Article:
Theatrical release poster
|Directed by||Clint Eastwood|
|Produced by||Clint Eastwood|
by Craig Thomas
|Music by||Maurice Jarre|
|Distributed by||Warner Bros.|
Though the film was set in Russia, authentic filming locations were not possible due to the Cold War, forcing Eastwood's and Fritz Manes's Malpaso Company to rely on Vienna and other locations in Austria to double for many of the Eurasian story locations. The film was shot on a $21 million budget, the largest production budget ever for Malpaso. Of that amount, over $20 million was spent on special effects.
A joint Anglo-American plot is devised to steal a highly advanced Soviet fighter aircraft (MiG-31, NATO code name "Firefox") which is capable of Mach 6, is invisible to radar, and carries weapons controlled by thought. Former United States Air Force Major Mitchell Gant (Eastwood), a Vietnam veteran and former POW, infiltrates the Soviet Union, aided by his ability to speak Russian (due to his having had a Russian mother) and a network of Jewish dissidents and sympathizers, three of whom are key scientists working on the fighter itself. His goal is to steal the Firefox and fly it back to friendly territory for analysis.
However, the KGB has got wind of the operation and is already hot on Gant's tail. It is only through the sympathizers that Gant remains one step ahead of the KGB and reaches the air base at Bilyarsk, where the Firefox prototype is under heavy guard. The dissident scientists working on the Firefox help Gant infiltrate the base. Dr. Pyotr Baranovich (Nigel Hawthorne), one of the scientists, informs Gant that there is a second prototype in the hangar that must be destroyed. The diversion will allow Gant to enter the hangar and escape with the first Firefox. Gant knocks out Lt. Colonel Yuri Voskov, a Soviet pilot assigned to take the first prototype on its maiden flight during a visit from the Soviet First Secretary. The scientists attempt the destruction of the second prototype to give Gant time to suit up and start the first fighter, but the second prototype is not destroyed, and the scientists are killed by the guards. Fortunately for Gant, he escapes the hangar and lifts off just as the First Secretary arrives.
Evading the Soviets' attempts to stop him, Gant barely reaches the Arctic ice pack for refueling, making a rendezvous with a US submarine whose crew refuels and rearms the aircraft. However, Gant's last-minute refusal to kill Voskov has consequences; the Soviet pilot flies the second prototype, with orders to wait for him at the North Cape area. Gant completes the rendezvous and is on the way home when Voskov engages him in a dogfight. After a long battle, Gant barely manages to fire one of his rearward missiles and Voskov's plane is destroyed. Satisfied that there are no other Soviet forces chasing him, Gant begins his flight to safety.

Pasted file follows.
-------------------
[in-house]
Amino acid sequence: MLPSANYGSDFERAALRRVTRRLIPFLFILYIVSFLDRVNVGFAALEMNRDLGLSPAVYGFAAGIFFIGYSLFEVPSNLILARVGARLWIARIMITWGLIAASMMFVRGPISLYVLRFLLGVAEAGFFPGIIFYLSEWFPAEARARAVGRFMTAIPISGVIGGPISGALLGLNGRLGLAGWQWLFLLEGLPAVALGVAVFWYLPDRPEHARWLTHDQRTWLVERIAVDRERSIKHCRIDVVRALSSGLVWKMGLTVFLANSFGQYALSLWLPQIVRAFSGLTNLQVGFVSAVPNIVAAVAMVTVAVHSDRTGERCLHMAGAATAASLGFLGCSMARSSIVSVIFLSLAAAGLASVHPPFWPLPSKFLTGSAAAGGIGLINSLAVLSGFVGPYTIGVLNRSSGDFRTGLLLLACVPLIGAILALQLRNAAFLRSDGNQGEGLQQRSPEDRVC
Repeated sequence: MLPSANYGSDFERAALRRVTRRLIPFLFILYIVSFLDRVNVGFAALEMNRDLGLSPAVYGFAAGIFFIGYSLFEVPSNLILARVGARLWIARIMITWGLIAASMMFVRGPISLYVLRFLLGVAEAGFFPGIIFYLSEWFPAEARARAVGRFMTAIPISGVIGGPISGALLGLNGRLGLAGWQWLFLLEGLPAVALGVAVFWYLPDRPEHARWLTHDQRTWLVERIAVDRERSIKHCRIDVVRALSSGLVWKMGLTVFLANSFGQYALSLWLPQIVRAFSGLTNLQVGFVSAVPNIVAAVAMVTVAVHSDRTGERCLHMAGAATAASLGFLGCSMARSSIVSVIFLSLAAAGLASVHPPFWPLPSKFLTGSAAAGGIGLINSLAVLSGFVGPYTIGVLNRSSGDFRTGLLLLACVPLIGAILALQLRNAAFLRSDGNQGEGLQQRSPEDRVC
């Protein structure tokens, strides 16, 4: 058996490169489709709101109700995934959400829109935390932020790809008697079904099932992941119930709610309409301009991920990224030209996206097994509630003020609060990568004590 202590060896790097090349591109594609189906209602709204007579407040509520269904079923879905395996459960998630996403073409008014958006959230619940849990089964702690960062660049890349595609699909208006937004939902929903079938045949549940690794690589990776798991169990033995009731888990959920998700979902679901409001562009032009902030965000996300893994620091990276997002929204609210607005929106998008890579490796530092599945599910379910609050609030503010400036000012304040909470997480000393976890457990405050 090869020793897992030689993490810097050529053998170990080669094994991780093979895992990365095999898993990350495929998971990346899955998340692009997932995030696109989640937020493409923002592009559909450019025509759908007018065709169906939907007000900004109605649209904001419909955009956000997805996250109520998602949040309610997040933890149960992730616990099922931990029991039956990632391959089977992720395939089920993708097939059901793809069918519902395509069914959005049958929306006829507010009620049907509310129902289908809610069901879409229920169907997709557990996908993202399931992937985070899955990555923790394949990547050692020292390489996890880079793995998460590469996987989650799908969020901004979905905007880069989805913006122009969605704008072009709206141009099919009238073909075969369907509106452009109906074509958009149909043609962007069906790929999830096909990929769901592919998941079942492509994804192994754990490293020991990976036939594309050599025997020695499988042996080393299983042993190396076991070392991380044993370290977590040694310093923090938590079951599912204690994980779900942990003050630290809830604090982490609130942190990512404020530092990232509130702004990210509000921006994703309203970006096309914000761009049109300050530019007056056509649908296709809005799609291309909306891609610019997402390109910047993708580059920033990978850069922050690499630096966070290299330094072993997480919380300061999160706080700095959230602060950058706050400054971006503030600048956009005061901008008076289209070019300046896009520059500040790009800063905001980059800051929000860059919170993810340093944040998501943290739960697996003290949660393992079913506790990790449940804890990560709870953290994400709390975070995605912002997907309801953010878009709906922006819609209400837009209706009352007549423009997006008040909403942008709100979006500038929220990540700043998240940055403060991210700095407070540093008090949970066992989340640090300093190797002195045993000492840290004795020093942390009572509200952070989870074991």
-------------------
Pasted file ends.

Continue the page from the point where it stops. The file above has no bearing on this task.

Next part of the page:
As appearing in Firefox, (main roles and screen credits identified):
- Clint Eastwood as Major Mitchell Gant
- Freddie Jones as Kenneth Aubrey
- David Huffman as Buckholz
- Warren Clarke as Pavel Upenskoy
- Ronald Lacey as Dr. Semelovsky
- Kenneth Colley as Col. Kontarsky
- Klaus Löwitsch as Gen. Vladimirov
- Nigel Hawthorne as Dr. Pyotr Baranovich
- Hugh Fraser as Chief Inspector Tortyev of the Soviet State Police
- Stefan Schnabel as Leonid Brezhnev
- Thomas Hill as General Brown
- Clive Merrison as Major Lanyev
- Kai Wulff as Lt. Col. Yuri Voskov
- Dimitra Arliss as Dr. Natalia Baranovich
- Austin Willis as Walters
- Michael Currie as Captain Seerbacker
- Alan Tilvern as Air Marshal Kutuzov
- John Ratzenberger as Chief Peck
- Wolf Kahler as KGB Chairman Yuri Andropov[N 1]
The film was based on the creation of a "mythical" super fighter: the MiG-31 Firefox. The original Firefox from the novel was, cosmetically, nearly identical to the MiG-25. The real Mikoyan-Gurevich MiG-31 "Foxhound" is also an advanced derivative of the MiG-25. The more intimidating version seen in the movie was created specifically for the film, and takes many of its design cues from the North American XB-70 Valkyrie. In the sequel novel, Firefox Down!, the Firefox's appearance is described as matching the one in the film. For filming, four large-scale replicas were created, along with one full-size model that had dimensions of 66 feet long, 44 feet wide, and 20 feet high. The full-size model was built from a radio station broadcast-antenna skeleton and was capable of taxiing at 30–40 mph.